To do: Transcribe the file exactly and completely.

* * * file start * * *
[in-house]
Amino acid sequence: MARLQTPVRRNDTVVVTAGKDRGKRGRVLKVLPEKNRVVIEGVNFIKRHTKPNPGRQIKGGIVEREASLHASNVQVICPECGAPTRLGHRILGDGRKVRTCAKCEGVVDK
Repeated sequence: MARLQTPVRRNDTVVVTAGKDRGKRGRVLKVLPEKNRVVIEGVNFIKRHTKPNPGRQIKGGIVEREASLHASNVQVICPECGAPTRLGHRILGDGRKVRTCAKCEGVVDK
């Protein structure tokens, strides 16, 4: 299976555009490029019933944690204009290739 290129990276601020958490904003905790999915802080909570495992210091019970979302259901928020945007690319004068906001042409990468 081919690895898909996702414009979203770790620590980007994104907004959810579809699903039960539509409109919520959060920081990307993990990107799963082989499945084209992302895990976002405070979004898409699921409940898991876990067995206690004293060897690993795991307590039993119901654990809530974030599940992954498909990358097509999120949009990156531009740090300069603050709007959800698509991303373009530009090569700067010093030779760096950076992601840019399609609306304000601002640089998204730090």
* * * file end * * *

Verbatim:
[in-house]
Amino acid sequence: MARLQTPVRRNDTVVVTAGKDRGKRGRVLKVLPEKNRVVIEGVNFIKRHTKPNPGRQIKGGIVEREASLHASNVQVICPECGAPTRLGHRILGDGRKVRTCAKCEGVVDK
Repeated sequence: MARLQTPVRRNDTVVVTAGKDRGKRGRVLKVLPEKNRVVIEGVNFIKRHTKPNPGRQIKGGIVEREASLHASNVQVICPECGAPTRLGHRILGDGRKVRTCAKCEGVVDK
């Protein structure tokens, strides 16, 4: 299976555009490029019933944690204009290739 290129990276601020958490904003905790999915802080909570495992210091019970979302259901928020945007690319004068906001042409990468 081919690895898909996702414009979203770790620590980007994104907004959810579809699903039960539509409109919520959060920081990307993990990107799963082989499945084209992302895990976002405070979004898409699921409940898991876990067995206690004293060897690993795991307590039993119901654990809530974030599940992954498909990358097509999120949009990156531009740090300069603050709007959800698509991303373009530009090569700067010093030779760096950076992601840019399609609306304000601002640089998204730090």